Boy did my future-self hate this decision! Drawing checkers in the final illustrations became very tedious. However, the end result was strong — worth it!
Fourth Stage – Thumbnails of Each Page
Each page in the book started as a thumbnail drawing (see image below).
I knew from Stage 2 what each page should feel like —and quite a few pages didn’t change much from this stage — but I had a lot more factors to deal with now. Composition, clarity of story telling, character acting, composition.
Did I mention composition?
I made tiny squares and drew rough versions of the page at a small scale until I got one that felt right and that told the story in the best way possible. Sometimes this stage would take days. Sometimes minutes.
This was the crucial planning that made the next stage work.
Fifth Stage – Illustration (August – October)
This was the fun part.
I had my thumbnail of the page, I had my character designs, I had my world designed, now I could just get lost in the drawing.
I did all the drawing on an iPad Pro with an Apple Pencil. Sometimes I would take reference photos of myself in the same position as the character I was drawing if the pose was tricky (those photos have been burned so don’t even try to find them).
I gave myself a week to do each page.
I would start with a “pencil” drawing on the iPad (drew with a digital pencil tool), and then “inked” on top of that (painted with a digital ink tool on a separate layer) for the final drawing.
After the inking stage, I brought the image into Photoshop where I added some texture and subtle shading.
This was the first all digital project for me. No scanning required. Scans were never as clean as I would like and I would spend hours cleaning them up. The future is great!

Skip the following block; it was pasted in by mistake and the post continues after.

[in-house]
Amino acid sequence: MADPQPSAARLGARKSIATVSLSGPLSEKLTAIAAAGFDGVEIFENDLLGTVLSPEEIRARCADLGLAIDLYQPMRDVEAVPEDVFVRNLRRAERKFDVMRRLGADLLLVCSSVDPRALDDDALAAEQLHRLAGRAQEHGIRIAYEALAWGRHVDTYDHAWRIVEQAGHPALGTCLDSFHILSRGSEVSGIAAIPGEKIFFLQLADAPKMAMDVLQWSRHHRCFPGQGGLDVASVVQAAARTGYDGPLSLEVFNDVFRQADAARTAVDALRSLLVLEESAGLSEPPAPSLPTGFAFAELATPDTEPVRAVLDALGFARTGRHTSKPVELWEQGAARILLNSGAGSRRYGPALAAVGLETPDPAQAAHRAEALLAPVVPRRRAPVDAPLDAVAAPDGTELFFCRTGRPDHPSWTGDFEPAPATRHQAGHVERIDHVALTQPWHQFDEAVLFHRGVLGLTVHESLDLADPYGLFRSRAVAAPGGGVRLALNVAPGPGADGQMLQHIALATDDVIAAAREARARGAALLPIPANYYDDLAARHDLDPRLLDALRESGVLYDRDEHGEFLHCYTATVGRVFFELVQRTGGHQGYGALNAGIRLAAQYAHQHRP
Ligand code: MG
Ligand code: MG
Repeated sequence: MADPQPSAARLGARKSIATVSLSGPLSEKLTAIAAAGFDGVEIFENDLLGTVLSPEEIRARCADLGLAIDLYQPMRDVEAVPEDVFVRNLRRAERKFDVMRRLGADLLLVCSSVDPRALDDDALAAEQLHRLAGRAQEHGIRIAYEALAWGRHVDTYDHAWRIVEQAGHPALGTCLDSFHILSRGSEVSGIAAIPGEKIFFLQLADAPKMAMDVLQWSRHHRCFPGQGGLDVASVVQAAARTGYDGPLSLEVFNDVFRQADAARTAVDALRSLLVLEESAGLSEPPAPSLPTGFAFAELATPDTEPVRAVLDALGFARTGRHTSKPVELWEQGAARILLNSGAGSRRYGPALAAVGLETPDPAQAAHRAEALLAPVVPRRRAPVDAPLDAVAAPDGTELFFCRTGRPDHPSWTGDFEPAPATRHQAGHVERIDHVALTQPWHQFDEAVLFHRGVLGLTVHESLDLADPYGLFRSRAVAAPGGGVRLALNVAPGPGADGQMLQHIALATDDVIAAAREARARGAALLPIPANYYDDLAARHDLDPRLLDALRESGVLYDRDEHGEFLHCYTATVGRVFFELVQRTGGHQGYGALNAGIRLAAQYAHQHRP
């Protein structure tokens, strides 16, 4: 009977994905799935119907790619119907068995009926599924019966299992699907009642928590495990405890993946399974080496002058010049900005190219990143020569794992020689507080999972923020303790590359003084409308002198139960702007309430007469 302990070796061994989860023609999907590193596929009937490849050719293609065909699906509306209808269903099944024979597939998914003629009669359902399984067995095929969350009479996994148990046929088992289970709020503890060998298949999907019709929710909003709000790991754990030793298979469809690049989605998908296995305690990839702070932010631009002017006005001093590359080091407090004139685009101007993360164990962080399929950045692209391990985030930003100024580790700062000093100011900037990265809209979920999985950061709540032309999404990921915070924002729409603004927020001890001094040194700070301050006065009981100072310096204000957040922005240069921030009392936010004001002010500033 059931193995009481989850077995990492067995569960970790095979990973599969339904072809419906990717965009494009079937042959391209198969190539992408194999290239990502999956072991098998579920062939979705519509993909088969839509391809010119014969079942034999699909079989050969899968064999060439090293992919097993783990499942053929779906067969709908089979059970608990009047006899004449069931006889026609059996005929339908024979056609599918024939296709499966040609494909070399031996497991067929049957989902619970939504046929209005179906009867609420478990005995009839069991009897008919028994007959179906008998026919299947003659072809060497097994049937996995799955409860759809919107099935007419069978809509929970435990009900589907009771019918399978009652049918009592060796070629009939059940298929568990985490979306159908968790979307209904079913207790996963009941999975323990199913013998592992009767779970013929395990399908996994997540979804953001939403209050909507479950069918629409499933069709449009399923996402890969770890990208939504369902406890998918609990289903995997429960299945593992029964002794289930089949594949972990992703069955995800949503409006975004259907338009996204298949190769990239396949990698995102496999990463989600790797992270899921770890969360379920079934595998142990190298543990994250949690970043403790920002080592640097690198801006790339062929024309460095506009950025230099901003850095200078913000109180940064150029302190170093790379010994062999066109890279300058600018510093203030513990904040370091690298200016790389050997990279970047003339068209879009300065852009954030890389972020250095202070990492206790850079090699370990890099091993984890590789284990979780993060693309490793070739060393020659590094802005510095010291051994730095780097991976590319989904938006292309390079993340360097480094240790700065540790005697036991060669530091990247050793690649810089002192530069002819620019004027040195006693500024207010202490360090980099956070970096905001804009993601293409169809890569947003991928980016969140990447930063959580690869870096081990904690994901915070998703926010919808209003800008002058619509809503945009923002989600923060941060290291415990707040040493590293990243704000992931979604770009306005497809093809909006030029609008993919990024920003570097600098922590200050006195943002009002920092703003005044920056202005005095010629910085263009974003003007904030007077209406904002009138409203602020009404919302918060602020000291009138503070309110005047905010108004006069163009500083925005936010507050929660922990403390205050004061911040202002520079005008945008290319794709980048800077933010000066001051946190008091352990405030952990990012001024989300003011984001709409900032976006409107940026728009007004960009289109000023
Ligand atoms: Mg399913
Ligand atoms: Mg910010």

Sixth Stage – Layout (October)
The illustrations were finished. Now I had to make a book out of all of these images! Simple right?
Just put it all together…right?
Not so simple. I spent a few days in InDesign (image below) designing the layout, choosing fonts, writing the dedication, writing the About the Author page, and designing the cover.
Decisions like what sort of binding should I use on the book had to be made. Is it best to print in color or black and white? It it worth the cost to offer a hard back version right now?
Seventh Stage – Editing (October – November)
After I saw the book all together, it was time to step back and take an honest look at it.
Some people I had shown early versions had a few comments that needed addressing. I also had an editor go over the text.
I ended up adding quite a few words to the original text which helped flesh out the characters in the beginning.
Five of the pages needed some parts redrawn for better clarity.
In the end, these edits made a much stronger final product.
I will be forever grateful to the people around me who gave me honest feedback.
Eighth Stage – Printing and Promotion (November)
This is the stage I am currently figuring out. Promotion.
I’ve been excited about the initial reaction to the book. Now I have to get it into as many hands as possible so that it can find its way into the larger outside world.
Maybe that journey will be the subject of a future blog.
For now, if you would like to help out, head over to the purchase page and pick up a copy of the Special Author’s Edition!